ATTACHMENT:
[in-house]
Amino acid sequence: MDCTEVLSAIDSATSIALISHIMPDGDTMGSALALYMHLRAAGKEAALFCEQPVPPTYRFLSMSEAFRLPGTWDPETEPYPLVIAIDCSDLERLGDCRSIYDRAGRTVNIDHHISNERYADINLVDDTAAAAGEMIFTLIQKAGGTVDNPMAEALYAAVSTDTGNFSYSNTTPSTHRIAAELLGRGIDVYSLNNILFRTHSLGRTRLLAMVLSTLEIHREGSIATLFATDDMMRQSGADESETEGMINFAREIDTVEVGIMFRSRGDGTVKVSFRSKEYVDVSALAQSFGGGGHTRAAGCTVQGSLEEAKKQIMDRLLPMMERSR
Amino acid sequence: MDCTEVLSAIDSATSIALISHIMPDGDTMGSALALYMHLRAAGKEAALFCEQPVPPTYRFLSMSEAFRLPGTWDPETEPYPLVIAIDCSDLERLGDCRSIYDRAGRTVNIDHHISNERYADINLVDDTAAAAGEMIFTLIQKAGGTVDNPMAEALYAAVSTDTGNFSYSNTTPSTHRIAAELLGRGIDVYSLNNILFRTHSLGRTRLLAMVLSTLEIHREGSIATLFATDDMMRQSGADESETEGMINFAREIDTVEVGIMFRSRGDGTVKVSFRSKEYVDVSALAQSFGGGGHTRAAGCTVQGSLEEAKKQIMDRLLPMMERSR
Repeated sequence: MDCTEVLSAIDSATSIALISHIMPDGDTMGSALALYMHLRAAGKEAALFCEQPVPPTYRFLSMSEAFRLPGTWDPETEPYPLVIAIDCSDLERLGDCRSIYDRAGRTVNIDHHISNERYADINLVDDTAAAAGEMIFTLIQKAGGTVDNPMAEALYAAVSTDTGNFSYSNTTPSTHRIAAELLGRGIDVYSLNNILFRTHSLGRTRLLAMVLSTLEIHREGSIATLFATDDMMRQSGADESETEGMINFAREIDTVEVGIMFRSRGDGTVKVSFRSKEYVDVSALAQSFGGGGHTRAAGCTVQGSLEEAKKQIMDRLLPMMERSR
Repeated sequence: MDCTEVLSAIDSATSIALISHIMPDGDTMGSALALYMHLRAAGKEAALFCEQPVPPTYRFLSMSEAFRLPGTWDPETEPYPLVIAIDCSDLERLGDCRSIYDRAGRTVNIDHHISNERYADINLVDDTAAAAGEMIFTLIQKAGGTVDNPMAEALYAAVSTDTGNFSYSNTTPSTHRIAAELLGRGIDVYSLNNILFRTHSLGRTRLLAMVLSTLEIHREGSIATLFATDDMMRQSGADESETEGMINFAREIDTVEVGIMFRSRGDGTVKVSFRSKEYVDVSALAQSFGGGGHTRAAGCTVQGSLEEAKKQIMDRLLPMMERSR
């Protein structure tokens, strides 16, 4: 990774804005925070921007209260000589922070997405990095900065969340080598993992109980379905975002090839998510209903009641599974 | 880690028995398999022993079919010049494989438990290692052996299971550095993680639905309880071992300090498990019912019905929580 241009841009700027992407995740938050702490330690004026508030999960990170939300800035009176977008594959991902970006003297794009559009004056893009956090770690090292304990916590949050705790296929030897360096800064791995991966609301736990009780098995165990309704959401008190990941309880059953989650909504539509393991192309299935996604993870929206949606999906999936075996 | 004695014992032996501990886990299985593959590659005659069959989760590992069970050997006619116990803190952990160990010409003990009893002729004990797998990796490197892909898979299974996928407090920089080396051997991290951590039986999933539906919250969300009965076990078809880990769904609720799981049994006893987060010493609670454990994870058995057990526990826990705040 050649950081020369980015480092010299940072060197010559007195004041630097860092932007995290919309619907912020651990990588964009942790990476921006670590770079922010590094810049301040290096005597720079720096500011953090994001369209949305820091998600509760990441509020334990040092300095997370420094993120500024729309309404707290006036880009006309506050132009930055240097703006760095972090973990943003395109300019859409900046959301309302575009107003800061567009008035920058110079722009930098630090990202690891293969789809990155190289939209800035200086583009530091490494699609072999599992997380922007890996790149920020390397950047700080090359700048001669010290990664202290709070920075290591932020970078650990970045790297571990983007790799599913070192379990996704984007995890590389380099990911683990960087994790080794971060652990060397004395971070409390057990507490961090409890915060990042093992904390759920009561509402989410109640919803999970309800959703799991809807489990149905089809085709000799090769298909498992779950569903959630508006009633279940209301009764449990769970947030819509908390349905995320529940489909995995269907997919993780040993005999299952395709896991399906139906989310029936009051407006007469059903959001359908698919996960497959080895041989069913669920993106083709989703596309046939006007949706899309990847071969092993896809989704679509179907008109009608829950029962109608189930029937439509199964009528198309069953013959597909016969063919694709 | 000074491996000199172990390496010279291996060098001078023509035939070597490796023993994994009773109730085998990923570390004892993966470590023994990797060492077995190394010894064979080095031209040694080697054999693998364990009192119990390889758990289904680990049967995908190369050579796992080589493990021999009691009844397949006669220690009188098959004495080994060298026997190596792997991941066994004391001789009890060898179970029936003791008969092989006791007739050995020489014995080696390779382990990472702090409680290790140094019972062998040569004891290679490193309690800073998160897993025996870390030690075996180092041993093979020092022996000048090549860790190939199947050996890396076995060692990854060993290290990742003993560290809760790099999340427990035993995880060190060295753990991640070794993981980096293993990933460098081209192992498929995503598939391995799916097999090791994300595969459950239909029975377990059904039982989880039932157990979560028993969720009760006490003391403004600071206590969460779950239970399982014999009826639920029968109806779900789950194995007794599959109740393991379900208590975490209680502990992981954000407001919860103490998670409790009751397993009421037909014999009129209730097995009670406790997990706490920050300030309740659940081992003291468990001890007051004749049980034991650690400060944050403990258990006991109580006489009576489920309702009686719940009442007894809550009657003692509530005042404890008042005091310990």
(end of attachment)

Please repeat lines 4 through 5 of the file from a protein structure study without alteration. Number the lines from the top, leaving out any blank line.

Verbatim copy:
Repeated sequence: MDCTEVLSAIDSATSIALISHIMPDGDTMGSALALYMHLRAAGKEAALFCEQPVPPTYRFLSMSEAFRLPGTWDPETEPYPLVIAIDCSDLERLGDCRSIYDRAGRTVNIDHHISNERYADINLVDDTAAAAGEMIFTLIQKAGGTVDNPMAEALYAAVSTDTGNFSYSNTTPSTHRIAAELLGRGIDVYSLNNILFRTHSLGRTRLLAMVLSTLEIHREGSIATLFATDDMMRQSGADESETEGMINFAREIDTVEVGIMFRSRGDGTVKVSFRSKEYVDVSALAQSFGGGGHTRAAGCTVQGSLEEAKKQIMDRLLPMMERSR
Repeated sequence: MDCTEVLSAIDSATSIALISHIMPDGDTMGSALALYMHLRAAGKEAALFCEQPVPPTYRFLSMSEAFRLPGTWDPETEPYPLVIAIDCSDLERLGDCRSIYDRAGRTVNIDHHISNERYADINLVDDTAAAAGEMIFTLIQKAGGTVDNPMAEALYAAVSTDTGNFSYSNTTPSTHRIAAELLGRGIDVYSLNNILFRTHSLGRTRLLAMVLSTLEIHREGSIATLFATDDMMRQSGADESETEGMINFAREIDTVEVGIMFRSRGDGTVKVSFRSKEYVDVSALAQSFGGGGHTRAAGCTVQGSLEEAKKQIMDRLLPMMERSR